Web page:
Some people might find this weird, but it was awesome. Where as other girls my age were so focused on popularity, my grandmother taught me that there are far more important things in life than superficial statuses. As an adult, I realize that the kind of priorities we set as adolescents can impact the adult priorities we will have down the line. I am so happy to have my head on straight, and I feel for the girls who started on the wrong foot. Popularity is fleeting. If you put your focus on being a good person, your life will be far more fulfilling.
Our favorite restaurant was Denny’s. For years, we would go there and pig out with reckless abandon. But, in high school, I learned what “in moderation” meant, and I tried to modify my gargantuan appetite. One day when my grandmother and I were at Denny’s, a waitress came over and asked “What would you like to drink?” Instead of my usual milkshake or sugary soda, I said “Water,” and my grandmother exclaimed “What are you anorexic?!” Our whole side of the restaurant laughed. Eventually, she would come to understand my new eating habits. But, it wasn’t easy for her at first. We still got an ice cream sundae at the end of that meal. Life is about balance.
I will always remember my grandmother for her love of food, especially dessert. She had the biggest sweet tooth I’ve ever encountered. In recent years, I would pick her up for lunch and we would get dessert at the restaurant, then stop at the ice cream shop afterwards. One of my grandmother’s famous phrases was “Eat, you’re on vacation.” When we were actually on vacation together, this was completely true. She hated when someone she loved ordered a salad at any time, but when we were on vacation, salad was a punishable offense.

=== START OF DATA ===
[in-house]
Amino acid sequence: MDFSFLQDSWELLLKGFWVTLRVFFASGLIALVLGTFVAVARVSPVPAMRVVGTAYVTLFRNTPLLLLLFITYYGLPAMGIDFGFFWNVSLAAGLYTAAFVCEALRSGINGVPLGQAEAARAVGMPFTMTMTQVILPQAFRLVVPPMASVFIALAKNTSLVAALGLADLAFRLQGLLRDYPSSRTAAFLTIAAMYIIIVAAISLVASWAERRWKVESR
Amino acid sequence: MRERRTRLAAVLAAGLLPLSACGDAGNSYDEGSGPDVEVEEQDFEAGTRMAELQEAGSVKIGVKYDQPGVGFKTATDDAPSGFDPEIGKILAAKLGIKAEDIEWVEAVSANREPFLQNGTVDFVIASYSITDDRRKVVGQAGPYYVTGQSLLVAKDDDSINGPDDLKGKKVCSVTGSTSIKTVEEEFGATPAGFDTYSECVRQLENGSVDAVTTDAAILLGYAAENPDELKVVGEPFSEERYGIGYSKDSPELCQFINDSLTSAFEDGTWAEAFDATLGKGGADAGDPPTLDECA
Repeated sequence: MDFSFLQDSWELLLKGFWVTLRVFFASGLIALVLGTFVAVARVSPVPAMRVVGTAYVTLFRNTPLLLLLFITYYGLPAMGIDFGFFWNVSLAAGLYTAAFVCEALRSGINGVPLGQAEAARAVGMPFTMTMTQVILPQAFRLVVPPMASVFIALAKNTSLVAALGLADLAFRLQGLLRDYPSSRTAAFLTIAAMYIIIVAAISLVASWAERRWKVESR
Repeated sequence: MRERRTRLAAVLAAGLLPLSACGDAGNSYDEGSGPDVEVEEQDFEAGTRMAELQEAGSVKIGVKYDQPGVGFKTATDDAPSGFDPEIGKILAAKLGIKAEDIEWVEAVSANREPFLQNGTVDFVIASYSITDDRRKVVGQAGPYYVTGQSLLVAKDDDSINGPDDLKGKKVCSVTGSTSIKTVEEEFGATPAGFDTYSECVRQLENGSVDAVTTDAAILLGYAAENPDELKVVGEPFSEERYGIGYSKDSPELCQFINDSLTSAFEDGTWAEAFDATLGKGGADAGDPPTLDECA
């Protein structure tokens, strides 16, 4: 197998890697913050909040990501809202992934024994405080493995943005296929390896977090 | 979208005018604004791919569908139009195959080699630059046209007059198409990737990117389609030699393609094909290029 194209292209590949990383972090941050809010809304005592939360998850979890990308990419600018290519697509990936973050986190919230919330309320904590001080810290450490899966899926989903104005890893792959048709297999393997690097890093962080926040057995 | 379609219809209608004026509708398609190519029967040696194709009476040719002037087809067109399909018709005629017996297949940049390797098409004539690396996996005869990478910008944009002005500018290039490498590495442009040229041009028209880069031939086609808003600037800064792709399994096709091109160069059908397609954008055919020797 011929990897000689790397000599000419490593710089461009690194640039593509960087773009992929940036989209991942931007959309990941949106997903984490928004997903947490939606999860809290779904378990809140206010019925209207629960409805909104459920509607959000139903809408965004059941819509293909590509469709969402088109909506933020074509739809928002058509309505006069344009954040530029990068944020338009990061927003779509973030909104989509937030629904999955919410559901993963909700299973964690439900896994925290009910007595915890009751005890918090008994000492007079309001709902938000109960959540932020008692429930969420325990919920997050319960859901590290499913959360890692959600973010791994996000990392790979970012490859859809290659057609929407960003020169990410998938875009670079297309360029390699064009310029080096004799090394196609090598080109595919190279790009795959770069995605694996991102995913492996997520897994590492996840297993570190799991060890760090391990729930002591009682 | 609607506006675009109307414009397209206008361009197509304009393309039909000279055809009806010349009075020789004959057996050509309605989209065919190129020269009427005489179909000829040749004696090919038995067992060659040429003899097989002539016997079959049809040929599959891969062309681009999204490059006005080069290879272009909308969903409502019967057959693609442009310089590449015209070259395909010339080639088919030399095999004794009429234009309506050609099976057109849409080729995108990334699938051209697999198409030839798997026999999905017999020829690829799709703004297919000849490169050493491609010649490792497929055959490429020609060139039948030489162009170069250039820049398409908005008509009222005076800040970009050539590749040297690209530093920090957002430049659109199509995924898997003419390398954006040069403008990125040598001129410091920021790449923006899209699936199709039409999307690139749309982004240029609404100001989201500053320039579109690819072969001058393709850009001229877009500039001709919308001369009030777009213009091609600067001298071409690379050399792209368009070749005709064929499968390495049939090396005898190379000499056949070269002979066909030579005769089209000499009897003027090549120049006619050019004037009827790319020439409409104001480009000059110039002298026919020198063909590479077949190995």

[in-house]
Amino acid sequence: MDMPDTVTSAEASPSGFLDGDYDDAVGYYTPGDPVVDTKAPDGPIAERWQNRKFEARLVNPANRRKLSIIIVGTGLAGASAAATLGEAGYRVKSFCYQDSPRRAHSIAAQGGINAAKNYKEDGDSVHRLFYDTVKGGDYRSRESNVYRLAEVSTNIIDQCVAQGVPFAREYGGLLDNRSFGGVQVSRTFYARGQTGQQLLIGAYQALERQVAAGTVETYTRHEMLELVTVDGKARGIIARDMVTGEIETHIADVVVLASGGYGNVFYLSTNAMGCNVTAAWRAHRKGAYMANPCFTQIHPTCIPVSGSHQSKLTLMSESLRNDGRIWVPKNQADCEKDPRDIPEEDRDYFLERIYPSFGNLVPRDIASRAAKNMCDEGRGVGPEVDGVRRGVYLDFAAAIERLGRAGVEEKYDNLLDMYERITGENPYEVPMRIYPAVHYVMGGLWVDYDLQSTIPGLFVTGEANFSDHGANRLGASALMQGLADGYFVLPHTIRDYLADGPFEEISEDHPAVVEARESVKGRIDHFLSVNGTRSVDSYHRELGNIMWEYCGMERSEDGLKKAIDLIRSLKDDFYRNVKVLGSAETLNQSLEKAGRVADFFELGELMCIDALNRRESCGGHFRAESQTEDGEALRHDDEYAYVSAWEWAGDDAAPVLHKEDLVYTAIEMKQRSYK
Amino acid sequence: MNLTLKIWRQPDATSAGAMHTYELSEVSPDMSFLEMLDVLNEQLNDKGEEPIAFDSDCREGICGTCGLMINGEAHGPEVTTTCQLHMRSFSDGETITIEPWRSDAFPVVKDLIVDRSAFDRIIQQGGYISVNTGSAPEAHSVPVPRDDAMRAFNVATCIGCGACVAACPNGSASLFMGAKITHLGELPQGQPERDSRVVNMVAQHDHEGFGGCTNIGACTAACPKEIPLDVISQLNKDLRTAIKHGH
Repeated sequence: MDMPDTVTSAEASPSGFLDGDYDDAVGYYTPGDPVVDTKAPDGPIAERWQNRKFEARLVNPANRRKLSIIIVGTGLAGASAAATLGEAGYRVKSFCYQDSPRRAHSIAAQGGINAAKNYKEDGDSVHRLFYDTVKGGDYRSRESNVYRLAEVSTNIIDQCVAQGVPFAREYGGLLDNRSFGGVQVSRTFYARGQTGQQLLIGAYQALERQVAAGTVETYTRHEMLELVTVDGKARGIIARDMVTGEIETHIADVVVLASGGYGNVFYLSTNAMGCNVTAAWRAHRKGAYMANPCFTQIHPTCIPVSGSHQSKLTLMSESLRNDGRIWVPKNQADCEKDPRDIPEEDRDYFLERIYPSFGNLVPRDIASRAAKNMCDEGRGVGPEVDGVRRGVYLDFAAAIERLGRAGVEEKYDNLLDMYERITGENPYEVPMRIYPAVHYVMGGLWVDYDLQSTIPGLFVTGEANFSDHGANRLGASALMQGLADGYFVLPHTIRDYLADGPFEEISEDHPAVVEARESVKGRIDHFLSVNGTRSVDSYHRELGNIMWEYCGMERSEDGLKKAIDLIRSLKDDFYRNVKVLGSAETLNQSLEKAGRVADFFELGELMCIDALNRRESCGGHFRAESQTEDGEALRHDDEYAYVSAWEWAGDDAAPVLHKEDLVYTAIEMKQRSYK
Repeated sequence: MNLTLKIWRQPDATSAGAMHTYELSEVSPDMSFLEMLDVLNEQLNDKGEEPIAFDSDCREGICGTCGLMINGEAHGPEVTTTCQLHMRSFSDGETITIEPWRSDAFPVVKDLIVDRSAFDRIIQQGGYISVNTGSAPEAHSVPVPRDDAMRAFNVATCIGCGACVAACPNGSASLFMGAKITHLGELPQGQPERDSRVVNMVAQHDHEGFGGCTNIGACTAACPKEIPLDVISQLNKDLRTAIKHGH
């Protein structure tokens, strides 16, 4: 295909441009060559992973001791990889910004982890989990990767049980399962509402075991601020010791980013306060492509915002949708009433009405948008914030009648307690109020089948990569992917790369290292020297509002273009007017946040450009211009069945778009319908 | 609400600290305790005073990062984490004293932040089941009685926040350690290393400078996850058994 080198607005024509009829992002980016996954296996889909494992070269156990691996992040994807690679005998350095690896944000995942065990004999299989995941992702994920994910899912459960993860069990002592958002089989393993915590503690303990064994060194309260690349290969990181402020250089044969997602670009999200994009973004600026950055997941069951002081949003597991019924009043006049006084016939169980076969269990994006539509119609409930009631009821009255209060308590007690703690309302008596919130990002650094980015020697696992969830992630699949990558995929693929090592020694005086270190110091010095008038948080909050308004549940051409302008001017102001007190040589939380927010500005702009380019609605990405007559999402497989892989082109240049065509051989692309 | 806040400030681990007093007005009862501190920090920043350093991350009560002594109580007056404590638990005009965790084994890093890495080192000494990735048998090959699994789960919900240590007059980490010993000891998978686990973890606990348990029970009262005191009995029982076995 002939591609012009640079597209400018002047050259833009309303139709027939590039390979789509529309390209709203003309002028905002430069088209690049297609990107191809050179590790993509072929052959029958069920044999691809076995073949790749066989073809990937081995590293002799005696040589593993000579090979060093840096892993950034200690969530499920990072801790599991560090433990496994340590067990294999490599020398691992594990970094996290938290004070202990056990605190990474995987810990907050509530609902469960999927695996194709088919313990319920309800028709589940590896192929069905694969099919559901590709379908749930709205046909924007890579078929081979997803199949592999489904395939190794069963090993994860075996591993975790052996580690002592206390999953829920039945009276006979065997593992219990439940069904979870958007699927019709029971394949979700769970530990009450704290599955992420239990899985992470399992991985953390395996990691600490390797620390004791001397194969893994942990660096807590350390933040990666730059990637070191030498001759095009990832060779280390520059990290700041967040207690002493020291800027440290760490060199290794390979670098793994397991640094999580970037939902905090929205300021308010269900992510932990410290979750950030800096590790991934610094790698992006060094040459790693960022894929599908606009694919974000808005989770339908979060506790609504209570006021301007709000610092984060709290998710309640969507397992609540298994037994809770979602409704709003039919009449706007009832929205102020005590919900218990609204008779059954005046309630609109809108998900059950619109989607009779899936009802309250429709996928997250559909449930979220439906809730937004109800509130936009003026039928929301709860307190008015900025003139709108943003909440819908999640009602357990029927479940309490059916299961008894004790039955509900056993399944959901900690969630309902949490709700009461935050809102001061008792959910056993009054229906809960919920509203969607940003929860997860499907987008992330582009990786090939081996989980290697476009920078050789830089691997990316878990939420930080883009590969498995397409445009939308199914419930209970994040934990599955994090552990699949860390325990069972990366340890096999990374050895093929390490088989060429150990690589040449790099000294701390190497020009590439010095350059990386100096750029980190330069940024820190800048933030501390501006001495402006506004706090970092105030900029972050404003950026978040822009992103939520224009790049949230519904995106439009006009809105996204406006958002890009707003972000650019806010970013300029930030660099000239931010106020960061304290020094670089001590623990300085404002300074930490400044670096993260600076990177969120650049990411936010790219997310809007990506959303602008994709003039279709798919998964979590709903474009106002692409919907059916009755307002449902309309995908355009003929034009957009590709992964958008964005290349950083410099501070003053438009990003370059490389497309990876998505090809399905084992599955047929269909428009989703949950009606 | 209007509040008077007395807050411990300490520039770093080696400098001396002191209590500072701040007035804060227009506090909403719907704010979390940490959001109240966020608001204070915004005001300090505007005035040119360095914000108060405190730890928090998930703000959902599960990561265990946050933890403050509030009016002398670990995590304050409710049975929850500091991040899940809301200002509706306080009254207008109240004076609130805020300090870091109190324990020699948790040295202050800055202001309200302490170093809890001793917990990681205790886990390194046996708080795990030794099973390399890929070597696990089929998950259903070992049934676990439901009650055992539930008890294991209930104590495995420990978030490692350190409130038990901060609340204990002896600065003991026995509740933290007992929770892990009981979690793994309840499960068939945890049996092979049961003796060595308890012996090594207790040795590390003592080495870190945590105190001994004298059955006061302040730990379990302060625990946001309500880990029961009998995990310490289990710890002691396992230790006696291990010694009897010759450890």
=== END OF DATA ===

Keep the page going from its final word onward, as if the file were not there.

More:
My grandmother consistently preached positive body image to me. She had a way of making everyone feel like a million bucks, always encouraging others to enjoy life 100% with no regrets.
When I had those moments of complaining that I was “fat,” she would be the first person to tell me otherwise and promote my positive qualities. She instilled in me a great sense of self-esteem that I carry with me to this day. When I encounter other friends who didn’t grow up with this positive influence, I feel so fortunate. To succeed in life, self-esteem is incredibly important. As Ru Paul famously puts it, “If you can’t love yourself, how the hell you gonna love anybody else?” My grandmother was my icon of self-esteem, giving me the foundation of confidence to achieve my goals. If I ever feel self-conscious, I hear her voice in my head telling me otherwise, and I push through my insecurities to get to the finish line.
As I shed my baby weight and propelled through high school, my relationship with my grandmother became even stronger. My parents went through a nasty divorce during high school, the aftershocks of which are still felt in my family. In my darkest moments, when I needed pure love, she was always there for me. I am known for being a positive person. Even though I wore a happy veneer during high school, my internal emotions were very different. I could not have traversed the difficult challenges in my life without my grandmother’s love. During this time, she would shed new light on my challenges by telling me about her life experiences. In her 80s, she had far more knowledge to share than anyone else in my life. I found it incredibly comforting to listen to her stories.
The knowledge of seniors is such an underutilized resource among kids today. Having worked at convalescent homes in the past, I can say that all too often, seniors feel forgotten.